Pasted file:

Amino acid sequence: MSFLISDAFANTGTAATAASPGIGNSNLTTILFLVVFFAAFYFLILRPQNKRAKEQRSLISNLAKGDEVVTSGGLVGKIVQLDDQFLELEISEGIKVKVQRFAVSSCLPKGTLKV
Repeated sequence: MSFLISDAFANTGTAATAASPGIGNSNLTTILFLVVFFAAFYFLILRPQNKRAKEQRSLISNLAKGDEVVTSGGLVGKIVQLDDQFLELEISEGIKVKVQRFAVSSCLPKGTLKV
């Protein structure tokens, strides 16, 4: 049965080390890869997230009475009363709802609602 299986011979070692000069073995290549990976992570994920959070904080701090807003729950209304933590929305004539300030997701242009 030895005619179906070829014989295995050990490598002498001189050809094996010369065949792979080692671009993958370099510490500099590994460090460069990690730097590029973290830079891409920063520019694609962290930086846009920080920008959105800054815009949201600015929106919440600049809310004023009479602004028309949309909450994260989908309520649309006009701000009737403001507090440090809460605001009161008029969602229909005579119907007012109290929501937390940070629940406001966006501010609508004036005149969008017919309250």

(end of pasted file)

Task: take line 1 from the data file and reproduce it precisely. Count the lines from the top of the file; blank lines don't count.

Amino acid sequence: MSFLISDAFANTGTAATAASPGIGNSNLTTILFLVVFFAAFYFLILRPQNKRAKEQRSLISNLAKGDEVVTSGGLVGKIVQLDDQFLELEISEGIKVKVQRFAVSSCLPKGTLKV